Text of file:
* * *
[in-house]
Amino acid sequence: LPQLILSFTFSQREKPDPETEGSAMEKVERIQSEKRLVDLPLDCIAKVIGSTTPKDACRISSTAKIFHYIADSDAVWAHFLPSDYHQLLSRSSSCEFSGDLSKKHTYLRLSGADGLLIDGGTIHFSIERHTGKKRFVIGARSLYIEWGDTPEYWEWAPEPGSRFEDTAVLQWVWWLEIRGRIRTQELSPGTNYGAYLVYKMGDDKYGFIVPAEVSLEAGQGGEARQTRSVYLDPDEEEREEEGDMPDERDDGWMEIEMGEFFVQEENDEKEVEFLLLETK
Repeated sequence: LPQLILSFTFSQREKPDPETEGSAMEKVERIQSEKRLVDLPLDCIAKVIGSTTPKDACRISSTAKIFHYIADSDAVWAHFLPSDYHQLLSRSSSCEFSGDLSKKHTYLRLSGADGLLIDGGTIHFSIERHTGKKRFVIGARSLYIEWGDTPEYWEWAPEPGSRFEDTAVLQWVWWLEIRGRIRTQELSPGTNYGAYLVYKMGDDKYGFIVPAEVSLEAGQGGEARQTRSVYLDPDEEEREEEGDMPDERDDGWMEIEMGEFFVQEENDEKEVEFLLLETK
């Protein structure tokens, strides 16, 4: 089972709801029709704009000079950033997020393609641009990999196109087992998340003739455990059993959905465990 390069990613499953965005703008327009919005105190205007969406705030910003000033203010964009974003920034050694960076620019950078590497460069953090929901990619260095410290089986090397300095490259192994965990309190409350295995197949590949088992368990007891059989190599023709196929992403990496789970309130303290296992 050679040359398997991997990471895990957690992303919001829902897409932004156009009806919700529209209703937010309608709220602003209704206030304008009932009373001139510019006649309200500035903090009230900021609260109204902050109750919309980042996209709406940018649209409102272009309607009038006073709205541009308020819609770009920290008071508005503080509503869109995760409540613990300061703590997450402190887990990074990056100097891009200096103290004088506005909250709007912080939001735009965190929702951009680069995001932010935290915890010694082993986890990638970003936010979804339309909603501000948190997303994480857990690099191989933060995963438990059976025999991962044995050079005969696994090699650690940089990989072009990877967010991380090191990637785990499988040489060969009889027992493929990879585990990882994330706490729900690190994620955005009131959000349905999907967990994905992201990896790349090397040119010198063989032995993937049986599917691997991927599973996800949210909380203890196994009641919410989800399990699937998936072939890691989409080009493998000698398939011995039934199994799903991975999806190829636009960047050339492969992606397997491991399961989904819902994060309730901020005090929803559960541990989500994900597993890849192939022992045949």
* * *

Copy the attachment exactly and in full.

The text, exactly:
[in-house]
Amino acid sequence: LPQLILSFTFSQREKPDPETEGSAMEKVERIQSEKRLVDLPLDCIAKVIGSTTPKDACRISSTAKIFHYIADSDAVWAHFLPSDYHQLLSRSSSCEFSGDLSKKHTYLRLSGADGLLIDGGTIHFSIERHTGKKRFVIGARSLYIEWGDTPEYWEWAPEPGSRFEDTAVLQWVWWLEIRGRIRTQELSPGTNYGAYLVYKMGDDKYGFIVPAEVSLEAGQGGEARQTRSVYLDPDEEEREEEGDMPDERDDGWMEIEMGEFFVQEENDEKEVEFLLLETK
Repeated sequence: LPQLILSFTFSQREKPDPETEGSAMEKVERIQSEKRLVDLPLDCIAKVIGSTTPKDACRISSTAKIFHYIADSDAVWAHFLPSDYHQLLSRSSSCEFSGDLSKKHTYLRLSGADGLLIDGGTIHFSIERHTGKKRFVIGARSLYIEWGDTPEYWEWAPEPGSRFEDTAVLQWVWWLEIRGRIRTQELSPGTNYGAYLVYKMGDDKYGFIVPAEVSLEAGQGGEARQTRSVYLDPDEEEREEEGDMPDERDDGWMEIEMGEFFVQEENDEKEVEFLLLETK
């Protein structure tokens, strides 16, 4: 089972709801029709704009000079950033997020393609641009990999196109087992998340003739455990059993959905465990 390069990613499953965005703008327009919005105190205007969406705030910003000033203010964009974003920034050694960076620019950078590497460069953090929901990619260095410290089986090397300095490259192994965990309190409350295995197949590949088992368990007891059989190599023709196929992403990496789970309130303290296992 050679040359398997991997990471895990957690992303919001829902897409932004156009009806919700529209209703937010309608709220602003209704206030304008009932009373001139510019006649309200500035903090009230900021609260109204902050109750919309980042996209709406940018649209409102272009309607009038006073709205541009308020819609770009920290008071508005503080509503869109995760409540613990300061703590997450402190887990990074990056100097891009200096103290004088506005909250709007912080939001735009965190929702951009680069995001932010935290915890010694082993986890990638970003936010979804339309909603501000948190997303994480857990690099191989933060995963438990059976025999991962044995050079005969696994090699650690940089990989072009990877967010991380090191990637785990499988040489060969009889027992493929990879585990990882994330706490729900690190994620955005009131959000349905999907967990994905992201990896790349090397040119010198063989032995993937049986599917691997991927599973996800949210909380203890196994009641919410989800399990699937998936072939890691989409080009493998000698398939011995039934199994799903991975999806190829636009960047050339492969992606397997491991399961989904819902994060309730901020005090929803559960541990989500994900597993890849192939022992045949």